Suicide bombing claims life 7 years on

Steve Averbach,44, succumbs to injuries from 2003 J'lem attack.

By GREG TEPPER
June 8, 2010 05:59
1 minute read.
STEVE AVERBACH enjoys a beer served by his wife, J

Steve Averbach 311. (photo credit: Ariel Jerozolimski/The Jerusalem Post))

 
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Steve Averbach, known by his friends as “Guns,” was buried in Jerusalem Monday after succumbing to wounds suffered in a May 2003 Palestinian suicide bombing.

Averbach, 44, died in his sleep on Thursday. He is credited with causing the bomber, dressed as a religious Jew, to blow himself up prematurely, saving untold lives. The bombing took place in the French Hill neighborhood aboard an articulated bus on Egged’s No. 6 line.

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Phillip Kaiser, who flew to Israel from the US with his wife, Miranda, to attend the funeral, said Averbach and a police officer identified the bomber and took action.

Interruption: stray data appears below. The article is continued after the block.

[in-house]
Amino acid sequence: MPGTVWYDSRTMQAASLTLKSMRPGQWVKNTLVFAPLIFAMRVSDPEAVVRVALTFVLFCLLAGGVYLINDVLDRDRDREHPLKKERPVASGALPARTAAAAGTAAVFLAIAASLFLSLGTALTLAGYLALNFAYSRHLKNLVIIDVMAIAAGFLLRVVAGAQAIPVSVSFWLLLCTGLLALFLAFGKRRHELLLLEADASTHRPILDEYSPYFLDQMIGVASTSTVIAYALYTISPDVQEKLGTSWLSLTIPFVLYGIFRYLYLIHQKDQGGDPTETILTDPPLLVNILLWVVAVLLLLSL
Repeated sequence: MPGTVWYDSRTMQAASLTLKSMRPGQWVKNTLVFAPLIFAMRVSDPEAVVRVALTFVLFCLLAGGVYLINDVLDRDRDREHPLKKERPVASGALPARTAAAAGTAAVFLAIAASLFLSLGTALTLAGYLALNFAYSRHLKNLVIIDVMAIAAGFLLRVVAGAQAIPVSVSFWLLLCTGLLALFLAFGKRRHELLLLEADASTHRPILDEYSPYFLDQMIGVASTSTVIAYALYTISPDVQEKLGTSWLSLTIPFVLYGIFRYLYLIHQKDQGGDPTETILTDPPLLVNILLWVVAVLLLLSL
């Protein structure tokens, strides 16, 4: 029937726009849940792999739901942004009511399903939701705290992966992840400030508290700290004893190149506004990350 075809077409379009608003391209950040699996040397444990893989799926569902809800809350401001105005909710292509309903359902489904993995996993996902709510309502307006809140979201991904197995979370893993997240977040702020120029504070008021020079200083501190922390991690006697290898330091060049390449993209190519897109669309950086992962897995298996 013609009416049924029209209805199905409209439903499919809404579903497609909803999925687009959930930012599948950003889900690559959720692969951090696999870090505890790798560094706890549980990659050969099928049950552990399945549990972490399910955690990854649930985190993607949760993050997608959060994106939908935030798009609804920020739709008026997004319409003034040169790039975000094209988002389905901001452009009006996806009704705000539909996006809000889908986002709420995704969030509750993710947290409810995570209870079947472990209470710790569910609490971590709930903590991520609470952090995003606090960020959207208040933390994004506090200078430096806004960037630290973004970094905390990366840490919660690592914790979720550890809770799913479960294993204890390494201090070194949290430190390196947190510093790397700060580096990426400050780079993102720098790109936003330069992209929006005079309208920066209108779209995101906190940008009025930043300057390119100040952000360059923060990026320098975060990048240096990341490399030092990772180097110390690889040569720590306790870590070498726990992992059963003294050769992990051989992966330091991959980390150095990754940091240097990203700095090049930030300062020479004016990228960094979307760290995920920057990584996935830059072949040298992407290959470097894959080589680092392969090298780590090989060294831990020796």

“Steve was found in the bus with his weapon in his hand and told those who found him to be careful, as the safety was off,” Kaiser said. “They think he was responsible for the terrorist blowing himself up early, that the terrorist’s objective was to wait for more people and then detonate in the middle of the bus.”

The bombing left Averbach paralyzed from the neck down and in need of constant care. He was in and out of hospitals over the years since the attack

Speaking to The Jerusalem Post, Averbach’s mother, Maida, said, “I want the people whose lives he saved to realize what he did by causing [the terrorist] to prematurely detonate. All those people waiting at the bus stop, he saved.”

Averbach moved to Israel from the US by himself while in his teens, and served in the Golani Brigade. He later worked for the Israel Police before becoming a shooting instructor at Krav, a popular target range in the capital’s Talpiot neighborhood.



His father, David, recalled one of Averbach’s students.

“‘Take aim and shoot,’ is what Steve taught his students,” David said.

“A guard Steve had taught prevented a 2002 bombing when he saw a terrorist and all he could think was, ‘Take aim and shoot.’”

A few hundred mourners accompanied Averbach to his final resting spot. Among them were members of the Israel Police, the IDF and Krav. He is survived by his four sons and wife, Julie.

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